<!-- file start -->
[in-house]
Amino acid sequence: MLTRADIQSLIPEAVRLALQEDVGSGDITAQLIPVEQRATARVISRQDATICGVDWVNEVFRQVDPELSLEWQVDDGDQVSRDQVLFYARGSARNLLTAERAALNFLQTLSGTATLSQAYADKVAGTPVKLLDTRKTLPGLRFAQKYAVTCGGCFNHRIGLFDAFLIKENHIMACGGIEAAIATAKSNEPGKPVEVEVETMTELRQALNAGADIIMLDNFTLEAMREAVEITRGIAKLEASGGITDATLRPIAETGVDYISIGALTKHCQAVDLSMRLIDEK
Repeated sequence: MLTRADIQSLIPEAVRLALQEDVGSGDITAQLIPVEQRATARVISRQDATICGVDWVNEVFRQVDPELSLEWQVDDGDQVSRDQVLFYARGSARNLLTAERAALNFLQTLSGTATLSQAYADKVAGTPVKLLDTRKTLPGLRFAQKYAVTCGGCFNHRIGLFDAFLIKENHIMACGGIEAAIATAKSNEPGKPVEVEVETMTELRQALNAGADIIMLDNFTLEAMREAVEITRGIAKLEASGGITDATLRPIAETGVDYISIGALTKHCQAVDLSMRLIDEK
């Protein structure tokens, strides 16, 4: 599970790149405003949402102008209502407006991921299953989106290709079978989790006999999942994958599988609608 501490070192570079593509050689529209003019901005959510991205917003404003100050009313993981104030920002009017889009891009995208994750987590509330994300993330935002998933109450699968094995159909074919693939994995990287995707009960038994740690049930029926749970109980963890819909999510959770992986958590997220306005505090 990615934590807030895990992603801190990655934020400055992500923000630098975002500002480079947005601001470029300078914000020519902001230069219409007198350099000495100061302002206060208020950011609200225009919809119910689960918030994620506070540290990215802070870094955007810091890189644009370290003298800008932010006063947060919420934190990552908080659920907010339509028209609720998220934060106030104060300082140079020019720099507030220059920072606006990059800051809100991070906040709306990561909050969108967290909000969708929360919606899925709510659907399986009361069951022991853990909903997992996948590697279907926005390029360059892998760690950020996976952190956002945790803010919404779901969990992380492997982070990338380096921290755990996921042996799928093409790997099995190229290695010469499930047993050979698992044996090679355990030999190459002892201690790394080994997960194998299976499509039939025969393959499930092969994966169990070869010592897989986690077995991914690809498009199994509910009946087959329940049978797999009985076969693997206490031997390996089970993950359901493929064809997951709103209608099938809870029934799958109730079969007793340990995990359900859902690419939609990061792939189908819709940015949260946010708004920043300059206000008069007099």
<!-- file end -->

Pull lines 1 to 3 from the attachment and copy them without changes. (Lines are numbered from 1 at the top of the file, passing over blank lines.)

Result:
[in-house]
Amino acid sequence: MLTRADIQSLIPEAVRLALQEDVGSGDITAQLIPVEQRATARVISRQDATICGVDWVNEVFRQVDPELSLEWQVDDGDQVSRDQVLFYARGSARNLLTAERAALNFLQTLSGTATLSQAYADKVAGTPVKLLDTRKTLPGLRFAQKYAVTCGGCFNHRIGLFDAFLIKENHIMACGGIEAAIATAKSNEPGKPVEVEVETMTELRQALNAGADIIMLDNFTLEAMREAVEITRGIAKLEASGGITDATLRPIAETGVDYISIGALTKHCQAVDLSMRLIDEK
Repeated sequence: MLTRADIQSLIPEAVRLALQEDVGSGDITAQLIPVEQRATARVISRQDATICGVDWVNEVFRQVDPELSLEWQVDDGDQVSRDQVLFYARGSARNLLTAERAALNFLQTLSGTATLSQAYADKVAGTPVKLLDTRKTLPGLRFAQKYAVTCGGCFNHRIGLFDAFLIKENHIMACGGIEAAIATAKSNEPGKPVEVEVETMTELRQALNAGADIIMLDNFTLEAMREAVEITRGIAKLEASGGITDATLRPIAETGVDYISIGALTKHCQAVDLSMRLIDEK